Some people think God is focused on our shame. But if that’s true, why was Jesus so extraordinarily loving and gracious to sinners?
And why did He willingly make THE definitive statement, as He hung on the cross, about the depth of God’s desire to reconcile with us?
For 50+ years, Josh McDowell Ministry has been leading seekers into a deeper knowledge of God’s truth and power. We offer you our accumulated knowledge and research to help you find truth and encouragement to live a healthy and whole life in Christ.
Not Shame, But Reconciliation
God is just and holy. So our sin does matter to Him. But through His actions and words, Jesus made it clear that God wants to give us every chance to humble ourselves to reconnect in right relationship with Him. God is not gleefully rubbing His hands together in expectation of punishing us with eternal separation from His presence. But He has given us free will so, ultimately, we make this choice for ourselves.
Adam and Eve provided us with the owner’s manual on how to sin. Yet even as they ate the fruit that opened their eyes to how much they had just forfeited, God showed them tender compassion. First, He gave them the opportunity to confess to remove their shame. Unfortunately, Adam chose to pass the buck to Eve. And Eve blamed the serpent.
The Bible does not give us a lot of details about God’s conversation with Adam and Eve before He chose to banish them from paradise. Perhaps they weren’t remorseful. Or perhaps they thumbed their noses at God, confident that they’d do just fine without Him. (Sound familiar?)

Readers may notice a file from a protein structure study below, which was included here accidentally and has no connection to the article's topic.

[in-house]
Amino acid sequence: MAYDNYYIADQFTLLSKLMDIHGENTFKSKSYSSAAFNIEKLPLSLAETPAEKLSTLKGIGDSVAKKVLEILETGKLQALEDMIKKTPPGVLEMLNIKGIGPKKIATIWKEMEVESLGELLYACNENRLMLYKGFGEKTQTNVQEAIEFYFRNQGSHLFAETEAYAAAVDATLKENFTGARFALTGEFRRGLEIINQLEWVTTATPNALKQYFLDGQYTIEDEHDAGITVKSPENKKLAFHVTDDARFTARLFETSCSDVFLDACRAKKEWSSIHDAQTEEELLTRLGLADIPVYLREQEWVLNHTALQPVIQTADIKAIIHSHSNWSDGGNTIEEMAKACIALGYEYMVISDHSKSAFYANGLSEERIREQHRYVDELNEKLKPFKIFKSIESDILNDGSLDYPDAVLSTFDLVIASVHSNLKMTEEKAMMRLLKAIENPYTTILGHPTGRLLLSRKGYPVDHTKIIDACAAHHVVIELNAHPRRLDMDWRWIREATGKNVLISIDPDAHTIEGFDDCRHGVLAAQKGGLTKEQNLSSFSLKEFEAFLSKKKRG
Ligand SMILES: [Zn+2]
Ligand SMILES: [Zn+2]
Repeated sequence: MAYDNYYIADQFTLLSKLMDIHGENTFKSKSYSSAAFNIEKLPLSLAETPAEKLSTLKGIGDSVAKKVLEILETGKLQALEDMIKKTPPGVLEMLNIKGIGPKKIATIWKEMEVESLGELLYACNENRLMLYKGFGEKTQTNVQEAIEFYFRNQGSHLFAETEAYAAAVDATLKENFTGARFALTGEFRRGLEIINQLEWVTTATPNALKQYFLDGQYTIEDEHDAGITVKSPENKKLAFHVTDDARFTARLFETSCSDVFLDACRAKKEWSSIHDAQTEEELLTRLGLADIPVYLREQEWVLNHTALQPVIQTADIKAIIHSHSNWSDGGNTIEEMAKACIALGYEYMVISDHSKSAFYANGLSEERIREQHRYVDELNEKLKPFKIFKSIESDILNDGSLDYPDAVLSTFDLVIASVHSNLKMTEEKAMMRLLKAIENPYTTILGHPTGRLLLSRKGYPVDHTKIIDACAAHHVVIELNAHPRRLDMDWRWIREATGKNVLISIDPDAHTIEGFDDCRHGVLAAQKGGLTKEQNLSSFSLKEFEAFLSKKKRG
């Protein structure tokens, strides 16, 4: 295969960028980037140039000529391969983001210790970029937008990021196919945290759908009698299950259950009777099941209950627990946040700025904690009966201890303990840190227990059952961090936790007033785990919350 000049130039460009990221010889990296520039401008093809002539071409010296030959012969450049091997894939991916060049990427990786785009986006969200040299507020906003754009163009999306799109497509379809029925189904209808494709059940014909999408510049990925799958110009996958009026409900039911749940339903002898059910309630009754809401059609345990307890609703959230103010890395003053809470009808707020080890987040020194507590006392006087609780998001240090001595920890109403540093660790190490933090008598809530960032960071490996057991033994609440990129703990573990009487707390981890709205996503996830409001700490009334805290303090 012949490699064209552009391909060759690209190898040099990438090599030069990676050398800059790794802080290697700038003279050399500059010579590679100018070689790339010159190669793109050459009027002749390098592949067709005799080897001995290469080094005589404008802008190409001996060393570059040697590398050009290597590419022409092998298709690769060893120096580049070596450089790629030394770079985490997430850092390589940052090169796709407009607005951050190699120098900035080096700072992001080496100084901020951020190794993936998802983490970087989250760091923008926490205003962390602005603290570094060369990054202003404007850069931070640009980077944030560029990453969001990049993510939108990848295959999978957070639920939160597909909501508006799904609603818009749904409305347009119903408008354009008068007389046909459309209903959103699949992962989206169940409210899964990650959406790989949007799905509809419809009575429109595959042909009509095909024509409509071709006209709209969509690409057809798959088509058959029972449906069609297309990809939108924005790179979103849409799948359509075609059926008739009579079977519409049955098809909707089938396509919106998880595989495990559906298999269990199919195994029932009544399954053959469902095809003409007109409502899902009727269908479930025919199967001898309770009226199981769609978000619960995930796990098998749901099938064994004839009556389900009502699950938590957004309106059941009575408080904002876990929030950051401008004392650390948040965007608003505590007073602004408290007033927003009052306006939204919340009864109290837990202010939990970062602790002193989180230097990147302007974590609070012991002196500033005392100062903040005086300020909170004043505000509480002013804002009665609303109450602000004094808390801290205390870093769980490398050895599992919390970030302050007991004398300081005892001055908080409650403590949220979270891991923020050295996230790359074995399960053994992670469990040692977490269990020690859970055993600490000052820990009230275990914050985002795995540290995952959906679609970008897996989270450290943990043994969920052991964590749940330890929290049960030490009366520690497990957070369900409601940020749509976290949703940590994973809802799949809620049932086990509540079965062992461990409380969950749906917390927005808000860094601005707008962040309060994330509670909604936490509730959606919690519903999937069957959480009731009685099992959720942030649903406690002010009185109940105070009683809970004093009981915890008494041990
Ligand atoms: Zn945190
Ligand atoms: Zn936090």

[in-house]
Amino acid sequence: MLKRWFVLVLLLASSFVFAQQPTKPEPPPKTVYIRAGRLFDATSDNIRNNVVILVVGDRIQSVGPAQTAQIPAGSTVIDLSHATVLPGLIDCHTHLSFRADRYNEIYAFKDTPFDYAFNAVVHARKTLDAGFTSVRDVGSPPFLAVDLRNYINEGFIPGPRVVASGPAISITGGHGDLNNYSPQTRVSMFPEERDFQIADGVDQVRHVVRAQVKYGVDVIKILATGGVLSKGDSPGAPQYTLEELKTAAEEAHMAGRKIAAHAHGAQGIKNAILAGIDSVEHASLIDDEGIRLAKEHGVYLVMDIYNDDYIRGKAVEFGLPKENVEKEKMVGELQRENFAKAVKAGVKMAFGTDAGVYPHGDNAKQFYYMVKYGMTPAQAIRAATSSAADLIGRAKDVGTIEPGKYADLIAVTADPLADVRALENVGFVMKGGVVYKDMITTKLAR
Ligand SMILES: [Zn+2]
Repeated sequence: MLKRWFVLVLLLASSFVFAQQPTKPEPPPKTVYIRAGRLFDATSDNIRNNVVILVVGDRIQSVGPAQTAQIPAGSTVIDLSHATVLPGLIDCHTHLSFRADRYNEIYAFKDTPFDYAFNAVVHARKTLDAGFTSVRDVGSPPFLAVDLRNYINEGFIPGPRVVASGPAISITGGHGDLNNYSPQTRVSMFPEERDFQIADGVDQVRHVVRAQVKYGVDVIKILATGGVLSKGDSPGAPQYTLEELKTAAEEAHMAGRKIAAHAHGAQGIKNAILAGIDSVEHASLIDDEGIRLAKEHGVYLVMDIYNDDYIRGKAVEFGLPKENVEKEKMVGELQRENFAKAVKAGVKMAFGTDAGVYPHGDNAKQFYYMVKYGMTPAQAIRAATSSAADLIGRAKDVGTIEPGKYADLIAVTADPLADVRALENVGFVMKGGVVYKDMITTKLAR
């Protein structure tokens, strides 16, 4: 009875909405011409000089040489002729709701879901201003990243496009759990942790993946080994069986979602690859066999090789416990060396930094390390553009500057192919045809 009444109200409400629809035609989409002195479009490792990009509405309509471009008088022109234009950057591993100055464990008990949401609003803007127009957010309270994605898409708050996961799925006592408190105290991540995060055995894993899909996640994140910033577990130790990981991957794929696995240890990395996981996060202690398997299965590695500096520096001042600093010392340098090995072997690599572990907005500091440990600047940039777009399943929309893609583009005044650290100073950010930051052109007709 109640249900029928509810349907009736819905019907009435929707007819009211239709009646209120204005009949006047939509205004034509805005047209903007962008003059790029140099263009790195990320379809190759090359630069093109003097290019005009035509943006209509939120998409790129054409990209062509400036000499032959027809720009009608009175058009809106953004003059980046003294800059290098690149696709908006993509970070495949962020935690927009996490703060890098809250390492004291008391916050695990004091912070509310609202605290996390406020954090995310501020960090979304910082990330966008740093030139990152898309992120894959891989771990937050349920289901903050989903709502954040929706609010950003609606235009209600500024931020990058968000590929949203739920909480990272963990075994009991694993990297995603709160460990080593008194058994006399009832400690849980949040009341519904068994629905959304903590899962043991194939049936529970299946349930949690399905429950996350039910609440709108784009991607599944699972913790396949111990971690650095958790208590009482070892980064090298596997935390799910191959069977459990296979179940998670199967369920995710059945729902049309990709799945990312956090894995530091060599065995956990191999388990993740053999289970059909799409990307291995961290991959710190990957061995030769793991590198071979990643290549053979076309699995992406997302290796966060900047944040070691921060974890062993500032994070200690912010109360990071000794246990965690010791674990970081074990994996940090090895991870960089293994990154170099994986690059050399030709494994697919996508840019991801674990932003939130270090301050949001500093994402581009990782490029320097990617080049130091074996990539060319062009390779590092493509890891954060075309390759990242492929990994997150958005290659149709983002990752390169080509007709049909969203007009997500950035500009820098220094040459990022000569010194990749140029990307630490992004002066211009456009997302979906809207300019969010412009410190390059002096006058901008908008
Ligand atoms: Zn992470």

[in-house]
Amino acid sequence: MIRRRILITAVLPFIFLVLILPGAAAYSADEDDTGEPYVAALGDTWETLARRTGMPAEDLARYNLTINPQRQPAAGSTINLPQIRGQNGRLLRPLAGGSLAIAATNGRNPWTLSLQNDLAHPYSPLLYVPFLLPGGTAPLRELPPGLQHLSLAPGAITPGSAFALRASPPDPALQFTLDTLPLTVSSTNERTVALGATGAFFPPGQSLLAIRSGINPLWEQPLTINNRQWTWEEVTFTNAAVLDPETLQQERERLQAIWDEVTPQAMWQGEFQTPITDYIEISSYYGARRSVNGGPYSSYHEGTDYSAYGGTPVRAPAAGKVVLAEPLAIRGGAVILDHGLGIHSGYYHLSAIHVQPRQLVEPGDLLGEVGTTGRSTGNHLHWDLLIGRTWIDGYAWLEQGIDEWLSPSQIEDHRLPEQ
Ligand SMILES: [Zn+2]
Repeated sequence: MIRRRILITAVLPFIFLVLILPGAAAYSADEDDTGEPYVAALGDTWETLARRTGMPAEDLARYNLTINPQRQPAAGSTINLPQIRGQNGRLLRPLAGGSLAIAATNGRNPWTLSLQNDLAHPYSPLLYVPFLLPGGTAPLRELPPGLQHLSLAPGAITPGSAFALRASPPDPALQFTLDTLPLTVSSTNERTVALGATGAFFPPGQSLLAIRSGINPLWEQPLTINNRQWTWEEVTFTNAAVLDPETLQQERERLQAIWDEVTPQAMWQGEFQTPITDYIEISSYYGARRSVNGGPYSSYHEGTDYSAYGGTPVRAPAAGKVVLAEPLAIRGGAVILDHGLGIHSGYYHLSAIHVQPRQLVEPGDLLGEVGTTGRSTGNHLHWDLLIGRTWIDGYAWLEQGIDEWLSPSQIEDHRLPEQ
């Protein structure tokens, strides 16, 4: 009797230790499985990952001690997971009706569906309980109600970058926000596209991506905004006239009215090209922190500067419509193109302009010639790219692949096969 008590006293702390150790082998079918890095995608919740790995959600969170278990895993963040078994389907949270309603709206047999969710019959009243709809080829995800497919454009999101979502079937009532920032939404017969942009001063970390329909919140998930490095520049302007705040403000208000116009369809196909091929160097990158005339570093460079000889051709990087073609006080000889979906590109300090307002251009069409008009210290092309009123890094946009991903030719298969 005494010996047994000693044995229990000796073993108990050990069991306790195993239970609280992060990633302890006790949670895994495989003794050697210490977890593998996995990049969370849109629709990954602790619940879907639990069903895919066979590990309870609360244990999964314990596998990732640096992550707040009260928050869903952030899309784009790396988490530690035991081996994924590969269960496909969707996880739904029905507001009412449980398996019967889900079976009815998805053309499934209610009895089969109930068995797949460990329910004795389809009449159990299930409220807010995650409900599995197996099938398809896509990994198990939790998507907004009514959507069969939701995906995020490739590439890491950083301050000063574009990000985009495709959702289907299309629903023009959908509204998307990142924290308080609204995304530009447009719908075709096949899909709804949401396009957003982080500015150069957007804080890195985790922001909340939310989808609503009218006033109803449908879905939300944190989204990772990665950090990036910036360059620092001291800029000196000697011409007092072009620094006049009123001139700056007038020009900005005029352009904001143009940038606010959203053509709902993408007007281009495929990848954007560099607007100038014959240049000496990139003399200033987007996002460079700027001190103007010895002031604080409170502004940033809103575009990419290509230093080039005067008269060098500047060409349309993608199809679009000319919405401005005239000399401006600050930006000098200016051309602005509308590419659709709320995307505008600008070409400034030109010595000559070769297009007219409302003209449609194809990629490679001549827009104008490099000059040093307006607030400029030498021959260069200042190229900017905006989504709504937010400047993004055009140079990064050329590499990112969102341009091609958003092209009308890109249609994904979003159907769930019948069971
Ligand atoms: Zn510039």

Whatever their attitude, God did not forsake them. He clothed them, even as He forced them to leave the beautiful, easy, stress-free life He had intended for them. He maintained a relationship with them, giving them ongoing opportunity to humble themselves before Him. But their sin led to more sin; one of their sons even murdered his own brother.
By now, millions have lost their lives at the hands of others. Sin, in every form, is plentiful. Yet God continues to extend His grace to us. In coming as Messiah, He offered us the only way to leave the ache of our shame behind. When He returns, this time as Judge, His followers will personally experience the new paradise, this time forever, with sin no longer in the picture.
Les Parrot, a clinical psychologist, offers an explanation for how sympathy and empathy differ. Sympathy, he says, is standing on the shore and throwing a life ring to the person struggling in the ocean. Empathy is choosing to dive into the chilly, churning waves, putting oneself at risk, to personally deliver the drowning person to safety.
This act is so rare, that we call these people heroes. In God’s case, we call Him Savior.
Adam and Eve made the choice to reject God, and instantly felt the shame of their decision. The Bible says that all of humanity shares their shame, because we share their fallen nature. But then came Jesus. Do you know Him yet?